One of the things that makes our neighborhood different from so many others is the sense of continuity.

Day after day, month after month, and year after year, so little — and yet so much — changes around here.

Many teachers in both our public and private schools have been here for years, sometimes teaching more than one generation of families.

Many neighborhood businesses and business owners, from Realtors to retailers, still hang their sign at the same address.

Many of us still call the same families “neighbors” year after year; more often than not, when a family does move, it’s to a nearby street rather than another city or state.

I think it’s safe to say that even some of our potholes have developed their own deep and lasting legacy, providing a somewhat annoying reminder about how things change slowly in a neighborhood built upon tradition and history.

This is not to say change isn’t good or that we don’t have our share of change. It’s just that compared with glitzy places such as Plano or Southlake, our neighborhood is the Rock of Gibraltar in terms of stability.

If you don’t believe me, take a drive north of Interstate 635 some weekend. What’s going on up north is both amazing and disorienting — people and buildings constantly moving here and there, transferring in and transferring out, bulldozing over, building up and out.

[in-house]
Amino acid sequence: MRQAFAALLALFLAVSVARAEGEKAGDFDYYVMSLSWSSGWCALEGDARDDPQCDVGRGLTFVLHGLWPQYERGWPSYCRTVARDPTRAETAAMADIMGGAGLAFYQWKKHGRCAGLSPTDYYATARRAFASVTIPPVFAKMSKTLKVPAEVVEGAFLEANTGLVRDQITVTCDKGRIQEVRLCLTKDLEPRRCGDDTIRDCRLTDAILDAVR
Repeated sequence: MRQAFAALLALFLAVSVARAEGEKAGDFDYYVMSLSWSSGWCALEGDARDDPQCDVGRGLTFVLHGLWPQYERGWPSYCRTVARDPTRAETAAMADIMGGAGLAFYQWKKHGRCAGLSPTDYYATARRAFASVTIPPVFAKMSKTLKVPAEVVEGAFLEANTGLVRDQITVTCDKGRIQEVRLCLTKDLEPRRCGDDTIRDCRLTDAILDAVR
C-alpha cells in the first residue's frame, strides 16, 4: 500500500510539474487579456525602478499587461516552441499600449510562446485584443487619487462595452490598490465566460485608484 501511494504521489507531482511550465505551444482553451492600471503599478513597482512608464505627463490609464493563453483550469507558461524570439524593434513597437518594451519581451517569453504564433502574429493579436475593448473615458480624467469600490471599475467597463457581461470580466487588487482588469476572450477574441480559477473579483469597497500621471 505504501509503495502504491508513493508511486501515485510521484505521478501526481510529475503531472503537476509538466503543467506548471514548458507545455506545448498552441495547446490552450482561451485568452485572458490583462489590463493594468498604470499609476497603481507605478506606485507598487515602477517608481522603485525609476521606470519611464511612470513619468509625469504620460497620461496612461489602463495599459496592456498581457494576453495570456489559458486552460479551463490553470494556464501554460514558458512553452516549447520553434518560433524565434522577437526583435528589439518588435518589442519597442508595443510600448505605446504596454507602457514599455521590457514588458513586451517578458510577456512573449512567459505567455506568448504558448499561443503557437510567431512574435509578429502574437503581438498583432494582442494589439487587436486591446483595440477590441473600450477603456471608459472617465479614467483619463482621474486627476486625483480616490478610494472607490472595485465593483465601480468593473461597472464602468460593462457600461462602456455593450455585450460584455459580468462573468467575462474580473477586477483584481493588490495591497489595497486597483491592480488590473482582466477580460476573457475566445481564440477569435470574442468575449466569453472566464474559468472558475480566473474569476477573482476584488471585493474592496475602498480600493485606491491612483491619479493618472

There may be a sense of continuity and community there, but I don’t see it, and I can’t feel it.

With this month’s cover story, we wanted to give our neighborhood places of worship a chance to talk about their involvement in our community. Because what makes a good neighbor here is different from what makes a good neighbor elsewhere.

When you read the comments we received, I think you’ll be struck by one common denominator: In this neighborhood, helping others seems to be a source of pride, rather than a grudging, street-corner-induced ritual.

There comes a time in each of our lives, I think, when the need to do something for someone else becomes the deciding factor in our own happiness.

Sometimes, the opportunity presents itself, and we are fulfilled. Other times, we don’t see others’ needs, and we continue wallowing in our own problems and concerns — most of which, in one sense or another, never go away.

Our neighborhood places of worship provide a sense of stability to those of us whose worlds spin faster and faster every day. They offer an opportunity to focus on others, to make a difference in others’ lives and, indirectly, to make us feel good about ourselves and our own small role in preserving our neighborhood’s continuing sense of continuity and community.

In this neighborhood, we’re all in it together. And I think that’s a good place to be.